Coke corks unrest by rehiring resigned vet

ATLANTA: Coca-Cola took a significant step toward steadying its PR ship last week by convincing 26-year veteran Carl Ware to rescind his resignation and stay with the company as head of global public affairs and administration.

ATLANTA: Coca-Cola took a significant step toward steadying its PR ship last week by convincing 26-year veteran Carl Ware to rescind his resignation and stay with the company as head of global public affairs and administration.

ATLANTA: Coca-Cola took a significant step toward steadying its PR

ship last week by convincing 26-year veteran Carl Ware to rescind his

resignation and stay with the company as head of global public affairs

and administration.



Ware had resigned last November in the wake of a management

reorganization engineered by former chief M. Douglas Ivester. Under the

proposed hierarchy, Ware would have reported to Ivester through Douglas

Daft (who has since been named president and CEO), then head of Asian

operations. It was effectively a demotion.



In the new post, Ware will report directly to Daft and sit on the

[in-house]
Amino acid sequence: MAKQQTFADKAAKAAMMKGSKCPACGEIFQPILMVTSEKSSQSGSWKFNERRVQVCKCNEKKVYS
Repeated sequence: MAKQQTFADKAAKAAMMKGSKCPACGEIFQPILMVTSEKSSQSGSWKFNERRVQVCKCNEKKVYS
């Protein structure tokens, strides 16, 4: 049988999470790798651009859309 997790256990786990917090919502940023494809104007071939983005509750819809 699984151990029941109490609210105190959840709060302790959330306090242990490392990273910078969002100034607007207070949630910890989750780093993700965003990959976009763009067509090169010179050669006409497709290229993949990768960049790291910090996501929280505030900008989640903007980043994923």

company’s executive committee. Daft is also recommending that Coke’s

board of directors add EVP onto Ware’s title.



Ware’s promotion was widely touted as the first major step towards

repairing Coke’s tarnished PR profile. Indeed, forcing his resignation

was considered one of the worst PR miscues perpetrated by the company

during the Ivester regime.



At the time of his resignation, Ware, one of the few top Coke execs who

is black, had ascended to the post of SVP/president of Africa

operations, and was also co-chair of the company’s newly formed

diversity council.



This task force, chartered to maximize hiring and advancement

opportunities for minorities and women, had been formed following the

filing of a racial discrimination lawsuit by four Coke employees. The

company pointedly noted that Ware will continue to lead the diversity

council.



In an official statement released to the press, Ware said, ’I’m

delighted by this new opportunity.’ Evincing his sensitivity to PR

issues, Ware’s statement continued, ’The importance of being a partner

in the local community is as true in Nairobi as it is in New York.’



Gary Hemphill, VP of consulting group Beverage Marketing, hailed Coke’s

decision: ’Given some of their litigation issues, it’s a solid move for

them.’ Added Ware colleague and former corporate VP of urban affairs for

Sony Pictures Entertainment Harvey Lehman Jr., ’If anybody can make some

meaningful changes at Coca-Cola, it’s Carl.’



- See comment page, p16.



Have you registered with us yet?

Register now to enjoy more articles and free email bulletins

Register
Already registered?
Sign in

Would you like to post a comment?

Please Sign in or register.